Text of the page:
Eddy Cue, speaking at the Vanity Fair New Establishment Summit:
“I do think television needs to be reinvented. Today, you live with a glorified VCR,” Cue said. “The problem is the interface.”
“It’s really hard to use [a cable box or satellite TV]. Setting something to record, if you didn’t watch something last night, if you didn’t set it to record, it’s hard to find, it may not be available. There may be some rights issues,” Cue said.
“It’s great to be able to tell your device, ‘I wanna watch the Duke basketball game, I don’t care what channel it’s on.’ I just want to watch the Duke basketball game. Today you got to bring in the TV, go through the guide, find which sports programs or whatever — it’s just hard to do.”
The state of television is in flux. Unlike the music industry, which moved to online purchases and then streaming, the dominant TV business model has yet to emerge. Apple is exploring all sides, trying to find their place in the emerging model. Apple TV, as currently implemented, is a portal. But Apple is also dipping its toes in the waters of original content.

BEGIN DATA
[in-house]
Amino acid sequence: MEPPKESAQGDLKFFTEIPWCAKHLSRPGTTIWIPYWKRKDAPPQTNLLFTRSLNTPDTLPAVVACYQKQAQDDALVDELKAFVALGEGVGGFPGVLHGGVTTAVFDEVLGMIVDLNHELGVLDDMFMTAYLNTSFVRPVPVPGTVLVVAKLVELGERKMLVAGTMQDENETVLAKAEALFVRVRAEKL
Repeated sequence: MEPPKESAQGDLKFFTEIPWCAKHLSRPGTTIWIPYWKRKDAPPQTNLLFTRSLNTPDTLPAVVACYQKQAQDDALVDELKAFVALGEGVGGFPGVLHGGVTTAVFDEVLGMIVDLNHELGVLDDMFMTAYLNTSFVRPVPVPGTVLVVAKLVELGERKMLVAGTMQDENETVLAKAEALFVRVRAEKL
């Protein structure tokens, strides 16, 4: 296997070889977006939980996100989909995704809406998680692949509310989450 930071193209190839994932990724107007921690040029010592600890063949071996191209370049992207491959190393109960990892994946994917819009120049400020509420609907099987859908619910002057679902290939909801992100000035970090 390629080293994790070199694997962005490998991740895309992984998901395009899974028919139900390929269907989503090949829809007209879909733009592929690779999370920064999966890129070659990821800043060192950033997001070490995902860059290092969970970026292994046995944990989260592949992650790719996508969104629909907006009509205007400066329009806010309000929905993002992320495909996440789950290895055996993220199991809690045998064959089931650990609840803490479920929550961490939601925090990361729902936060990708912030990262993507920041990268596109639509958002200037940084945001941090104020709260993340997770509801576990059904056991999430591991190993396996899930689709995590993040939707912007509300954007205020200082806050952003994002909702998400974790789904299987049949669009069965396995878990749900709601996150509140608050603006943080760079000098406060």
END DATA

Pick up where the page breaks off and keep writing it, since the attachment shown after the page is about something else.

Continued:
Netflix has definitely found success with original content that is not dependent on cable companies for distribution. HBO has original content but is straddling the lines of the a la carte (HBO Now) and the more traditional bundle (as part of a cable package). Hulu and Amazon have their own approaches. Sports and more traditional programming add another wrinkle.
All of this adds up to a mish-mosh of standards. What’s needed is a unifying force to make it possible to watch all this content on demand while, at the same time, making the content universally and intelligently searchable and schedulable.
Seems to me that Apple TV is well placed to be that unifying portal, but an irresistible force is needed to bring all these disparate elements together.